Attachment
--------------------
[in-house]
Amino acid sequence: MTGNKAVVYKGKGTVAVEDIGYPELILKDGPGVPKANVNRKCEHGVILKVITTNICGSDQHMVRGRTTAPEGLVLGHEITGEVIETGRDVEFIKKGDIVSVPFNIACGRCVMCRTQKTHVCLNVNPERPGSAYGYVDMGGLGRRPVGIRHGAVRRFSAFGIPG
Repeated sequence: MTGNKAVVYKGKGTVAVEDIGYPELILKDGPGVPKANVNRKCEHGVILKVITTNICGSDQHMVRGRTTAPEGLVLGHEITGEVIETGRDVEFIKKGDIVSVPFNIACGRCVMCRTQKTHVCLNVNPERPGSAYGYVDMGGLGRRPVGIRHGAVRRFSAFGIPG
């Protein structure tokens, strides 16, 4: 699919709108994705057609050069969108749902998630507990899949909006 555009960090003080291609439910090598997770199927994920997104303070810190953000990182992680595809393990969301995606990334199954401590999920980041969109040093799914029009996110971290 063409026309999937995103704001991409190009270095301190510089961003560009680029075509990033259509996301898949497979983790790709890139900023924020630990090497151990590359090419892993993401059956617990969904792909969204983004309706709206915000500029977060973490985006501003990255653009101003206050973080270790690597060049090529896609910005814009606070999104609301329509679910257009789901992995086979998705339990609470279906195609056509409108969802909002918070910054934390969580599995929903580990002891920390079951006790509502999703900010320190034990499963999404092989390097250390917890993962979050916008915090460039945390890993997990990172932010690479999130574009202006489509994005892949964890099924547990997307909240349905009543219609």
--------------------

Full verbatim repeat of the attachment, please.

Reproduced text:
[in-house]
Amino acid sequence: MTGNKAVVYKGKGTVAVEDIGYPELILKDGPGVPKANVNRKCEHGVILKVITTNICGSDQHMVRGRTTAPEGLVLGHEITGEVIETGRDVEFIKKGDIVSVPFNIACGRCVMCRTQKTHVCLNVNPERPGSAYGYVDMGGLGRRPVGIRHGAVRRFSAFGIPG
Repeated sequence: MTGNKAVVYKGKGTVAVEDIGYPELILKDGPGVPKANVNRKCEHGVILKVITTNICGSDQHMVRGRTTAPEGLVLGHEITGEVIETGRDVEFIKKGDIVSVPFNIACGRCVMCRTQKTHVCLNVNPERPGSAYGYVDMGGLGRRPVGIRHGAVRRFSAFGIPG
């Protein structure tokens, strides 16, 4: 699919709108994705057609050069969108749902998630507990899949909006 555009960090003080291609439910090598997770199927994920997104303070810190953000990182992680595809393990969301995606990334199954401590999920980041969109040093799914029009996110971290 063409026309999937995103704001991409190009270095301190510089961003560009680029075509990033259509996301898949497979983790790709890139900023924020630990090497151990590359090419892993993401059956617990969904792909969204983004309706709206915000500029977060973490985006501003990255653009101003206050973080270790690597060049090529896609910005814009606070999104609301329509679910257009789901992995086979998705339990609470279906195609056509409108969802909002918070910054934390969580599995929903580990002891920390079951006790509502999703900010320190034990499963999404092989390097250390917890993962979050916008915090460039945390890993997990990172932010690479999130574009202006489509994005892949964890099924547990997307909240349905009543219609």